Return of the Jordan lily pad?

[09-03-2021 04:09 PM]

By Marc Polymeropoulos

President Biden's national security team recognizes that the political landscape of the Middle East has been radically altered since the Obama administration left office. Talk of an "Obama-redux" foreign policy is simplistic.

Instead, let's take a look at the Middle East playing field as it actually stands in 2021. There are positives. The Abraham Accords between Israel, the United Arab Emirates, and Bahrain seem to be enduring. Though, in my view, these deals were essentially bought by the Trump administration with high-tech weapon sales to several Arab states fearful of Iran. Don't get me wrong, that’s OK. Despite the raw transactional nature of these deals, peace and diplomatic advancements are far more often preferable to wars and shadow wars. The evolving Israel-UAE relationship is one to watch, given the potential for future economic cooperation between the two sides, particularly in the technology sector. Reports of an Israeli tourist boom in the UAE are also quite encouraging.

Yet the regional picture isn't all rosy.

Iran is far closer to a nuclear weapon despite, or perhaps thanks to, the Trump administration’s maximum pressure campaign. Israel is also led by a right-wing government that continues to oppress the Palestinians. Prime Minister Benjamin Netanyahu quite spectacularly chose the wrong horse in aggressively supporting former President Donald Trump's reelection. He will now suffer slow-drip retaliation by the Biden team, regardless of what is said about Biden and Netanyahu’s long-standing ties.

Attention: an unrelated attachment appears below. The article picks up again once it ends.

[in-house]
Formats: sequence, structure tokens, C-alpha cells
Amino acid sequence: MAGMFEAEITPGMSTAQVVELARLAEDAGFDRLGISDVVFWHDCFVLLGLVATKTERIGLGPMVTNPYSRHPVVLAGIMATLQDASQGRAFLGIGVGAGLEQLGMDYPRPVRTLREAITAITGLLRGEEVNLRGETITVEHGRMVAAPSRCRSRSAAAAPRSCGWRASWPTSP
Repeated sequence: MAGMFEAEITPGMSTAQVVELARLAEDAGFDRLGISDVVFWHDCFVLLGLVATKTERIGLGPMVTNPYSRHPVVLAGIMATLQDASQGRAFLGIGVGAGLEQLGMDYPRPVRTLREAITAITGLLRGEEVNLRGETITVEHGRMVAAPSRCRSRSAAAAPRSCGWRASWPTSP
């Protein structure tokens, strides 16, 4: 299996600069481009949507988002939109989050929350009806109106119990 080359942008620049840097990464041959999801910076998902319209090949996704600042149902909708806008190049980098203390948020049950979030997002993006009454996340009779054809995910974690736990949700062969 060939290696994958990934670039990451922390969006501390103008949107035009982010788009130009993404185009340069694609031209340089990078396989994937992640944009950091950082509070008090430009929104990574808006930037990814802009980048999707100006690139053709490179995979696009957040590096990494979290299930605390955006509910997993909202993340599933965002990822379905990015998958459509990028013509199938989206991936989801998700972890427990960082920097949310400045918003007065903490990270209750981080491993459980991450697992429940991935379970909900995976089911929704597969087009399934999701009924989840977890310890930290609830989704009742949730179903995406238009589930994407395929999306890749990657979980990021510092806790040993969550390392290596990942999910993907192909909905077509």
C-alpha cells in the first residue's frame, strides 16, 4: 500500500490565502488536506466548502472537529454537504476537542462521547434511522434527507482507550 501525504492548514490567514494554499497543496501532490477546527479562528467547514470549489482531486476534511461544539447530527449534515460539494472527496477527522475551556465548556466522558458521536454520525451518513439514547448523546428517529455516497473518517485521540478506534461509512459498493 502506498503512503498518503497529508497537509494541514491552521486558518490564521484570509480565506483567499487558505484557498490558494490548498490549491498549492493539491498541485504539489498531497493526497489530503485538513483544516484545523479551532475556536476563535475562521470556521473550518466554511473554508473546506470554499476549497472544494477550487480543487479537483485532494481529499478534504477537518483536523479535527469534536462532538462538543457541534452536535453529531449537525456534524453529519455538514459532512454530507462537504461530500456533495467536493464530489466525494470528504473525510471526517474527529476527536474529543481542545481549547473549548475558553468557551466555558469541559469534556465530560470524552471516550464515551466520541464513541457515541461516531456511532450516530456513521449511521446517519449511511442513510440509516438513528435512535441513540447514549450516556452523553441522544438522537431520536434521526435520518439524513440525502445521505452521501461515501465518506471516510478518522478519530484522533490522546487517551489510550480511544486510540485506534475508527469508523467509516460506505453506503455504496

Throw in the biblical-scale human suffering in Yemen and Syria, continued political dysfunction in Lebanon, an Iraq that is dominated by Iran despite all the American blood that has been shed there, and it's clear that the Biden administration faces enormous challenges.

Given the headaches noted above, I offer five rhetorical questions that might help redefine how we look at the Middle East in 2021.

Which country does not adopt apartheid-like policies to subjugate an entire people, undermining its moral status as a vibrant democracy and a land of refuge for an entire religion? Which country has not blatantly sided with one or the other political candidate in a U.S. presidential election? Which country does not hire former U.S. national security officials to spy on its own citizens and neighbors alike? Finally, which country does not transfer U.S. technology to the Chinese military?

The answer is quite clear: the Hashemite Kingdom of Jordan.

I am not agnostic toward Jordan, having spent much time there during my U.S. government career. This was many moons ago, yet several fundamental truths remain true when it comes to Jordan and its ruler, King Abdullah. Jordan has been and remains an indispensable and reliable ally. Abdullah’s father, King Hussain, was a titan of regional power politics. It was he who, in the 1950s, recognized the need to partner with the U.S. Similar to his father, Abdullah is a critical thinker who cares about the Jordanian people but also retains a worldly view. He is now just as comfortable sitting in a Bedouin tent in Wadi Rum as he is on the stage at the World Economic Forum in Davos. Fortuitously, I was in Jordan on the day that Abdullah ascended to the throne. I have also seen him console the families of U.S. officials killed in the line of duty. There is an Arabic proverb that states that "friends are born, not made." Abdullah did not evolve into a U.S. ally. He was born into this relationship. That truth carries special significance in the Middle East.